The lawsuit continues, “Hague received and reviewed the report filed by Ms. Griffin. She then subpoenaed selective records from Pacific Western Bank and selective records from Wells Fargo Bank. Hague attempted to talk to plaintiff who declined to talk to her outside the presence of an attorney. By her own admission and sworn testimony, she did no other investigation. Hague made no attempt to investigate any of the accusations made in Ms. Griffin’s police report. Had she done so she would have learned that almost all of the relevant facts alleged in that report were false. Had she asked for the complete records at the relevant banks she were to have immediately become aware that all of the relevant and important dates contained in the report were false including but not limited to the source of funds in each of the accounts, the dates that the accounts were opened, the dates that the accounts were closed, the amount of money in the accounts, the ownership of the funds in the accounts, and most importantly the timing of when she became aware that the money had been transferred to pay creditors of Elite. When Hague received a copy of the alleged forged check she made no attempt to have the check examined to determine if it was in fact a forgery. When the check was finally sent to the Riverside County Sheriff’s Department document examiner, it was determined that the check was not a forgery and that Ms. Griffin’s signature was authentic. Sometime after October 2013 Hague, without any further investigation, forwarded the report and the selective documents to the San Bernardino County District Attorney’s Office for prosecution. Plaintiff is informed and believes that Hague recommended the filing of a complaint against plaintiff, knowing that she had ignored evidence, intentionally evaded collecting relevant evidence and that there was no probable cause for a complaint to issue. On May 9, 2014, the San Bernardino County District Attorney’s Office filed a felony complaint alleging grand theft of personal property in the amount of $52,335 (Penal Code section 487 (a), forgery (Penal Code section 479(a) and embezzlement. On May 13, 2014, the district attorney sought and received an ex parte order under Penal Code section 1275.1, preventing Plaintiff from posting bail without a hearing on the source of funds used for the bail and persuaded the court to set bail in the amount of $250,000, $225,000 in excess of the bail schedule set by the court. The court file contains no declaration supporting either the excessive bail or the Penal Code Section 1275.1 ex parte motion.”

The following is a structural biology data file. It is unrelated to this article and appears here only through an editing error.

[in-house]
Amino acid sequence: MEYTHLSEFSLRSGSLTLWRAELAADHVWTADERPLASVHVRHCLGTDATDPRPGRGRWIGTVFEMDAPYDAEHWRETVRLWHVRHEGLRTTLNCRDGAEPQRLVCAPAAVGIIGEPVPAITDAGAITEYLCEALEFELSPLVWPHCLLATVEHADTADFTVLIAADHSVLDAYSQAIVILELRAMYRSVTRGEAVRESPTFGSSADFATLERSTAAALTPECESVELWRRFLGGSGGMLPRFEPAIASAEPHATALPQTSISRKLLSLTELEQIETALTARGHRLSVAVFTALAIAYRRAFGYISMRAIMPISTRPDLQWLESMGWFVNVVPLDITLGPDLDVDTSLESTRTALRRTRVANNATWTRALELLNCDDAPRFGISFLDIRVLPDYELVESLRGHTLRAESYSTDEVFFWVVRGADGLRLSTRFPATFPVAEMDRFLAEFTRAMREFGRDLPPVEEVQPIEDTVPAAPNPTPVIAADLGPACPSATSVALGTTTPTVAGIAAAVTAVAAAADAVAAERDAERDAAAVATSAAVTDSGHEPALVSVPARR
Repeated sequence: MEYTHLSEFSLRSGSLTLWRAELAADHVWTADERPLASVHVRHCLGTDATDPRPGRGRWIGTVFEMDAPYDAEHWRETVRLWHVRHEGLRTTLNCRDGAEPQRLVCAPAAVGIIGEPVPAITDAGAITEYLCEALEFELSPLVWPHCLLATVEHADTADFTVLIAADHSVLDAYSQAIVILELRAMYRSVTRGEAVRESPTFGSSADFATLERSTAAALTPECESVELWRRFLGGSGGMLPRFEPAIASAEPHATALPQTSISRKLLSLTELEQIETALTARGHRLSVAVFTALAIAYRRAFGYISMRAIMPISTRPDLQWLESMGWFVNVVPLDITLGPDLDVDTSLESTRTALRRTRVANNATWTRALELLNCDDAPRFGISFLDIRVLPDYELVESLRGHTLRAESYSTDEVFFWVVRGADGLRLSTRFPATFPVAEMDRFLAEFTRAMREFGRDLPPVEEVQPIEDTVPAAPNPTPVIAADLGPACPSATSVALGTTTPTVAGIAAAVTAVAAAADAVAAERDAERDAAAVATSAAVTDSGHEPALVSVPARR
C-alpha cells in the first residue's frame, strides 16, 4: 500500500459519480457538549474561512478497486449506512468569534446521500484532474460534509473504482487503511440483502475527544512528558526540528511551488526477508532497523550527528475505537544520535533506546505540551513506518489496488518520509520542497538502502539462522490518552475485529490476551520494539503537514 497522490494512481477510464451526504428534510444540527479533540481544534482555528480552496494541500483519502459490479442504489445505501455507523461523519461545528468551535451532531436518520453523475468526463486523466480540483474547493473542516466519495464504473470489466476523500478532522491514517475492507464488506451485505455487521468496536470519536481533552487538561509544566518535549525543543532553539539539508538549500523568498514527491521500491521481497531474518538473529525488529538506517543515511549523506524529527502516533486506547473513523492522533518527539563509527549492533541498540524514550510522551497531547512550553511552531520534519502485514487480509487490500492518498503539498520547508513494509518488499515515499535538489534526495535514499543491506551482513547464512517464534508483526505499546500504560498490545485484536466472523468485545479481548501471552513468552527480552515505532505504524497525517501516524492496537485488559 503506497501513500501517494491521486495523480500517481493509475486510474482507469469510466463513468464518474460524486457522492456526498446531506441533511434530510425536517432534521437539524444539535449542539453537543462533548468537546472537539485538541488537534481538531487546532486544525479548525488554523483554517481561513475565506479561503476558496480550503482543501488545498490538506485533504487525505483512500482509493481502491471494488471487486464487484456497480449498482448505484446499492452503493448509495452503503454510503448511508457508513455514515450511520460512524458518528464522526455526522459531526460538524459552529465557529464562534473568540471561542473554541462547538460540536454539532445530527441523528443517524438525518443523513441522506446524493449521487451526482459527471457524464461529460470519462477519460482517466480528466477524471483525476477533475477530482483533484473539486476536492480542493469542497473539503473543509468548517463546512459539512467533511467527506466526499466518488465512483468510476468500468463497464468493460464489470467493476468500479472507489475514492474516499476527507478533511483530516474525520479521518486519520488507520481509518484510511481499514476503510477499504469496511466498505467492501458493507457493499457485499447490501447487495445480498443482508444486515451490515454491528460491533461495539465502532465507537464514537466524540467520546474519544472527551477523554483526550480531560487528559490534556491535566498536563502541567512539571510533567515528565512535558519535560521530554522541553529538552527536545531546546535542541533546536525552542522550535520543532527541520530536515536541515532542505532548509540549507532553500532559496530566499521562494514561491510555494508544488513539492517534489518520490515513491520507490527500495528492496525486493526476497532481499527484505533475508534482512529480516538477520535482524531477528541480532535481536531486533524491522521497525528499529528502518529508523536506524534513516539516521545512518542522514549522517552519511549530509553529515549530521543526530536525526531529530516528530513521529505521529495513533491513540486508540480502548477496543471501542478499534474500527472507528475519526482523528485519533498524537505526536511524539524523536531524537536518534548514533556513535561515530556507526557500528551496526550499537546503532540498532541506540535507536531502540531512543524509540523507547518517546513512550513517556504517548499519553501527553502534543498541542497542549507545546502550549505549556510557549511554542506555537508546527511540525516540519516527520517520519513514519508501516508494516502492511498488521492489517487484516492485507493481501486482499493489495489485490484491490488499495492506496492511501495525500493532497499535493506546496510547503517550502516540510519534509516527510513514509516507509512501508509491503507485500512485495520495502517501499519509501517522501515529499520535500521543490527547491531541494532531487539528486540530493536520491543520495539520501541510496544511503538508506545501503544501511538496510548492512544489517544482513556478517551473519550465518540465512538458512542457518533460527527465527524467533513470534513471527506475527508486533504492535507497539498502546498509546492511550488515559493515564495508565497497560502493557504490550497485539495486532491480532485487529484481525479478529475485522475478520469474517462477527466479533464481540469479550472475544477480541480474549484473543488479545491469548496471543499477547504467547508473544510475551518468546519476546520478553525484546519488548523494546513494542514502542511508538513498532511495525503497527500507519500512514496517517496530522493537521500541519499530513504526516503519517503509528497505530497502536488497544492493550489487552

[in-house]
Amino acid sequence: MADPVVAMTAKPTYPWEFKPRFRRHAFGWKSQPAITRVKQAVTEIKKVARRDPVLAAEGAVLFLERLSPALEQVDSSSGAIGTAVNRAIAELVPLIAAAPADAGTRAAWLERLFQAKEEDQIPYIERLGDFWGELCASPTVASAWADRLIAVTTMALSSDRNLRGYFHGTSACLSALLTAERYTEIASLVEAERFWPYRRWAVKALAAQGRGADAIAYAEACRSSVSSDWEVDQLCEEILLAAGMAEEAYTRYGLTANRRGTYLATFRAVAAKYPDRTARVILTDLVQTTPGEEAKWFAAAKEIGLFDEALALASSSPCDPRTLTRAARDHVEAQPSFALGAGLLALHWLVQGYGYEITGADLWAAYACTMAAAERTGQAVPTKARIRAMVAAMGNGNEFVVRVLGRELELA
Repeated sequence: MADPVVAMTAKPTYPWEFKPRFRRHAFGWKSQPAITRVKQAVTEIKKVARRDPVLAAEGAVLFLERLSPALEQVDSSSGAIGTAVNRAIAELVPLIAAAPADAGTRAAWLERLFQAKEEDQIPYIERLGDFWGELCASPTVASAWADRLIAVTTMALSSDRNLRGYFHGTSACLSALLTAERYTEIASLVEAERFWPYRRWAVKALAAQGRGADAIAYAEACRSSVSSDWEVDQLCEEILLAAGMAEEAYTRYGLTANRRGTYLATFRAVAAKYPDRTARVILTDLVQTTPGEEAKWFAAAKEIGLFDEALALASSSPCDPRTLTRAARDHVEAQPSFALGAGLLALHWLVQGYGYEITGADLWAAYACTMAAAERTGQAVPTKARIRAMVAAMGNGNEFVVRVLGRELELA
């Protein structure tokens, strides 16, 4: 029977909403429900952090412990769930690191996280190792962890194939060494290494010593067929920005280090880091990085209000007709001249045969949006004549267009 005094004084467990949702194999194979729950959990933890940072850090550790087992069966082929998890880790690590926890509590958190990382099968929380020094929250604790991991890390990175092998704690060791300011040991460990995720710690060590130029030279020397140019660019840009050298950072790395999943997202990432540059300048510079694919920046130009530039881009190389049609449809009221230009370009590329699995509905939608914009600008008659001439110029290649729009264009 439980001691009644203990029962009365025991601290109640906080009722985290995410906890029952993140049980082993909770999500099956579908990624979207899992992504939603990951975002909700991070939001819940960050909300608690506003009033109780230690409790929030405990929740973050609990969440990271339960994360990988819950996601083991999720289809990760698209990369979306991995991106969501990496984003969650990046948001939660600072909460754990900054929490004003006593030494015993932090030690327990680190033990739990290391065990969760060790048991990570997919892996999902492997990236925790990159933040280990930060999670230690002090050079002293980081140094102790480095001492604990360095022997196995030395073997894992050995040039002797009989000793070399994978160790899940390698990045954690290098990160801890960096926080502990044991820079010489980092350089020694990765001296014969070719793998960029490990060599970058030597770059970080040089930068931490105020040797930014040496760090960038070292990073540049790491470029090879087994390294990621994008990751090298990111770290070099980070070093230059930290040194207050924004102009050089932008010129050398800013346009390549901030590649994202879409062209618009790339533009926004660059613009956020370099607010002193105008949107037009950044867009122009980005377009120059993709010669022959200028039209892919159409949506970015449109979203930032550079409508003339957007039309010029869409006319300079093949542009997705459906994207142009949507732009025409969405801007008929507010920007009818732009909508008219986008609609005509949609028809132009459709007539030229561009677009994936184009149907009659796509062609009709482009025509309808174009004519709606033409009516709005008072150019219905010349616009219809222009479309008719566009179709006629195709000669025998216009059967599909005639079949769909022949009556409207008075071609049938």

A bail schedule from 2013 for San Bernardino County shows bail for a charge of grand theft was set at $50,000, forgery was $25,000 and embezzlement was $25,000. Any single one of those could have been set against Cox. Had they been combined, they would have been no more than $100,000.
Inexplicably, no effort to arrest Cox was made for more than seven months after the criminal complaint against her was issued. On December 23, 2014, two days before Christmas, sheriff’s deputies arrested her while she was at the home of two of her cosmetology clients, a man and wife.